$$\bigl\{ \omega \in \Omega: F(\omega )\cap C \neq \phi \bigr\} \in { \mathcal{A}},$$

for every closed set $$C \subset {\mathbb{R}}$$. Let $${\mathcal{M}}(\Omega, {\mathcal{A}};{\mathcal{K}}({\mathbb{R}}))$$ denote a family of $${\mathcal{A}}$$-measurable multifunctions with values in $${\mathcal{K}}({\mathbb{R}})$$. A multifunction $$F \in {\mathcal{M}}$$ is said to be $$L^{p}$$-integrably bounded, for $$p\geq 1$$, if there exists $$h \in L^{p}(\Omega, {\mathcal{A}}, P; {\mathbb{R}}_{+})$$ such that $$\vert \!\vert \!\vert F\vert \!\vert \!\vert \leq h$$ P-a.e, $${\mathbb{R}}_{+}=[0,\infty )$$, and

$$\vert \!\vert \!\vert F\vert \!\vert \!\vert =d_{H} \bigl(F, \{ 0 \} \bigr)=\sup_{f \in F} \vert f \vert .$$

It is well known that (see [8]) $$F \in {\mathcal{M}}$$ is $$L^{p}$$-integrably bounded if and only if $$\vert \!\vert \!\vert F\vert \!\vert \!\vert \in L^{p}(\Omega, {\mathcal{A}}, P; {\mathbb{R}}_{+})$$. Let us denote

$${\mathcal{L}}^{p} \bigl(\Omega, {\mathcal{A}},P;{\mathcal{K}}({ \mathbb{R}}) \bigr)= \bigl\{ F \in {\mathcal{M}} \bigl(\Omega, {\mathcal{A}};{ \mathcal{K}}({\mathbb{R}}) \bigr): \vert \!\vert \!\vert F\vert \!\vert \!\vert \in L^{p}(\Omega, { \mathcal{A}}, P; {\mathbb{R}}_{+}) \bigr\} .$$

The membership function $$u: {\mathbb{R}}\rightarrow [0,1]$$ is defined for a fuzzy set $$u \in {\mathbb{R}}$$, where $$u(x)$$ is the degree of membership of x in the fuzzy set u. Let us denote by $${\mathcal{F}}({\mathbb{R}})$$ the fuzzy sets $$u: {\mathbb{R}}\rightarrow [0,1]$$ such that $$[u]^{\alpha } \in {\mathcal{K}}({\mathbb{R}})$$ for every $$\alpha \in [0,1]$$, where $$[u]^{\alpha }= \{ x \in {\mathbb{R}}: u(x)\geq \alpha \}$$.

Define $$d_{\infty }:{\mathcal{F}}({\mathbb{R}}) \times {\mathcal{F}}({\mathbb{R}}) \rightarrow [0,\infty )$$ by

$$d_{\infty }(u,v)=\sup_{\alpha \in [0,1]}d_{H} \bigl([u]^{\alpha },[v]^{ \alpha } \bigr),$$

then $$d_{\infty }$$ is a metric in $${\mathcal{F}}({\mathbb{R}})$$ and $$({\mathcal{F}}({\mathbb{R}}),d_{\infty })$$ is a complete metric space. For every $$u,v,w,z \in {\mathcal{F}}({\mathbb{R}})$$, $$\lambda \in {\mathbb{R}}$$, we have the following properties:

• $$d_{\infty }(u+w,v+w)=d_{\infty }(u,v)$$,

• $$d_{\infty }(u+v,w+z)=d_{\infty }(u,w)+d_{\infty }(v,z)$$

• $$d_{\infty }(u,v) \leq d_{\infty }(u,w)+d_{\infty }(w,v)$$

• $$d_{\infty }(\lambda u,\lambda v)=|\lambda |d_{\infty }(u,v)$$.

We use $$\langle 0 \rangle \in {\mathcal{F}}({\mathbb{R}})$$ as $〈0〉:= 1 { 0 }$, where for $$y \in {\mathbb{R}}$$, $1 { y } (x)=1$ if $$x=y$$ and $1 { y } (x)=0$ if $$x\neq y$$.

### Definition 2.1

([17])

Let $$(\Omega,{\mathcal{A}},P)$$ be a probability space. A fuzzy random variable is a function $$X: \Omega \rightarrow {\mathcal{F}}({\mathbb{R}})$$, if the mapping $$[X]^{\alpha }: \Omega \rightarrow {\mathcal{K}}({\mathbb{R}})$$ is an $${\mathcal{A}}$$-measurable multifunction for all $$\alpha \in [0,1]$$.

Let us consider a metric ρ in the set $${\mathcal{F}}({\mathbb{R}})$$, and σ-algebra $${\mathcal{B}}_{\rho }$$ generated by the topology induced by ρ. A fuzzy random variable can be viewed as a measurable mapping between two measurable spaces, namely $$(\Omega,{\mathcal{A}})$$ and $$({\mathcal{F}}({\mathbb{R}}),{\mathcal{B}}_{\rho })$$, we call X is $${\mathcal{A}}|{\mathcal{B}}_{\rho }$$-measurable. Consider the following metric:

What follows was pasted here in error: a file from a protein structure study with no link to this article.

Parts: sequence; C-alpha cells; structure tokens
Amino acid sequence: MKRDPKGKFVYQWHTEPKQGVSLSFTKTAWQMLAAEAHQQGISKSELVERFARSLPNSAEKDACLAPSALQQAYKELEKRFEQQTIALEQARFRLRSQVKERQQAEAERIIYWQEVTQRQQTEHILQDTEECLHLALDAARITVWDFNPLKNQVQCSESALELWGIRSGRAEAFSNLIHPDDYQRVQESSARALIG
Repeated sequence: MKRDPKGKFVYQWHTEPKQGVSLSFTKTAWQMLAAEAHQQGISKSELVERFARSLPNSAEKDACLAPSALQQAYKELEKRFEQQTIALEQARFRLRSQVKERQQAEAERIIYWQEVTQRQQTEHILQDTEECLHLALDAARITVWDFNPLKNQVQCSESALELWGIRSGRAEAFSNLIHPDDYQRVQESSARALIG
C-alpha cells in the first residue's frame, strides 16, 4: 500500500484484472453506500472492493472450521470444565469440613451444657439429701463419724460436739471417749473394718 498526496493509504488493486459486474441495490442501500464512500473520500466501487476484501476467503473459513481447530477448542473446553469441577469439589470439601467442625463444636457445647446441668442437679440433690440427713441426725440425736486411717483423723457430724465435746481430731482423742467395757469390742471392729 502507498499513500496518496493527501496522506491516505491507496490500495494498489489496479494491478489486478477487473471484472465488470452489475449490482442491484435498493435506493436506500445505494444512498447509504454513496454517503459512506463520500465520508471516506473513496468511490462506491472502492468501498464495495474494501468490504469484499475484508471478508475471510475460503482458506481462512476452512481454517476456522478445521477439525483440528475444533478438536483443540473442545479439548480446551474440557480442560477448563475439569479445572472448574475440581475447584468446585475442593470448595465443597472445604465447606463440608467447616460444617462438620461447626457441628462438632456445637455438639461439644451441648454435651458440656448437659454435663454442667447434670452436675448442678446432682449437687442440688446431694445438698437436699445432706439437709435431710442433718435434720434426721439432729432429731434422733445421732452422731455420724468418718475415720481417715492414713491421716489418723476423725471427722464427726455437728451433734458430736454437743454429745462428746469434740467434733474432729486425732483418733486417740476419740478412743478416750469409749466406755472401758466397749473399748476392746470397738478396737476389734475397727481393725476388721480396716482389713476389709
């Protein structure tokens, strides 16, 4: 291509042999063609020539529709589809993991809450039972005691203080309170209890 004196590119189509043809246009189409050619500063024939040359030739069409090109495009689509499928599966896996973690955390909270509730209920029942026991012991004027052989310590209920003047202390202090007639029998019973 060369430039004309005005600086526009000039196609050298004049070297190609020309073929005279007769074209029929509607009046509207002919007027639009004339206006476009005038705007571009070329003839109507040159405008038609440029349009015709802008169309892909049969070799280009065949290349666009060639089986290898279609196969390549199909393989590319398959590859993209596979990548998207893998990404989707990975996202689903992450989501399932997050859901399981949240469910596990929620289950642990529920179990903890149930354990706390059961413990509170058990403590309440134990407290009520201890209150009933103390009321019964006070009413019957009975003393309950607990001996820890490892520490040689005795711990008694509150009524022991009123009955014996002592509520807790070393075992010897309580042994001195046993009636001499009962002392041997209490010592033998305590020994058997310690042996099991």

$$d_{s}(u,v):=\inf_{\lambda \in \Lambda } \max \Bigl\{ \sup _{t \in [0,1]} \bigl\vert \lambda (t)-t \bigr\vert , \sup _{t \in [0,1]} d_{H} \bigl({\mathcal{X}}_{u}(t), { \mathcal{X}}_{u} \bigl(\lambda (t) \bigr) \bigr) \Bigr\} ,$$

where Λ denotes the set of strictly increasing continuous functions $$\lambda: [0,1]\rightarrow [0,1]$$ such that $$\lambda (0)=0$$, $$\lambda (1)=1$$, and $${\mathcal{X}}_{u}, {\mathcal{X}}_{v}: [0,1]\rightarrow {\mathcal{F}}({\mathbb{R}})$$ are càdlàg representations for the fuzzy sets $$u, v \in {\mathcal{F}}({\mathbb{R}})$$ (see [5]). The space $$({\mathcal{F}}({\mathbb{R}}), d_{\infty })$$ is complete and non-separable, and the space $$({\mathcal{F}}({\mathbb{R}}), d_{s})$$ is a Polish metric space.

For a mapping $$X: \Omega \rightarrow {\mathcal{F}}({\mathbb{R}})$$ on the probability space $$(\Omega,{\mathcal{A}},P)$$, we have:

X is a fuzzy random variable if and only if X is $${\mathcal{A}}|{\mathcal{B}}_{d_{s}}$$-measurable.

– If X is $${\mathcal{A}}|{\mathcal{B}}_{d_{\infty }}$$-measurable, then it is a fuzzy random variable; the opposite is not true.

### Definition 2.2

A fuzzy random variable $$X: \Omega \rightarrow {\mathcal{F}}({\mathbb{R}})$$, is $$L^{p}$$-integrably bounded, for $$p\geq 1$$, if $$[X]^{\alpha } \in {\mathcal{L}}^{p}(\Omega, {\mathcal{A}},P;{\mathcal{K}}({ \mathbb{R}}))$$, for every $$\alpha \in [0,1]$$.

Let us denote by $${\mathcal{L}}^{p}(\Omega, {\mathcal{A}},P;{\mathcal{F}}({\mathbb{R}}))$$ the set of all $$L^{p}$$-integrably bounded fuzzy random variables. The random variables $$X,Y \in {\mathcal{L}}^{p}(\Omega, {\mathcal{A}},P;{\mathcal{F}}({\mathbb{R}}))$$ are identical if $$P(d_{\infty } (X,Y)=0)=1$$. For a fuzzy random variable $$X: \Omega \rightarrow {\mathcal{F}}({\mathbb{R}})$$, and $$p\geq 1$$, the following conditions are equivalent:

a) $$X \in {\mathcal{L}}^{p}(\Omega, {\mathcal{A}},P;{\mathcal{F}}({\mathbb{R}}))$$,

b) $$[X]^{0} \in {\mathcal{L}}^{p}(\Omega, {\mathcal{A}},P;{\mathcal{K}}({\mathbb{R}}))$$,

c) $$\vert \!\vert \!\vert [X]^{0}\vert \!\vert \!\vert \in L^{p}(\Omega, {\mathcal{A}}, P; { \mathbb{R}}_{+})$$.

Let $$I:=[0,T]$$, and $$(\Omega, {\mathcal{A}}, P)$$ be a complete probability space with a filtration $$\{ {\mathcal{A}}_{t} \} _{t \in I}$$ satisfying the hypotheses, an increasing and right continuous family of sub σ-algebras of $${\mathcal{A}}$$, and containing all P-null sets.

### Definition 2.3

If the mapping $$X(t): \Omega \rightarrow {\mathcal{F}}({\mathbb{R}})$$, for every $$t \in I$$, is a fuzzy random variable, then $$X: I\times \Omega \rightarrow {\mathcal{F}}({\mathbb{R}})$$ is a fuzzy stochastic process.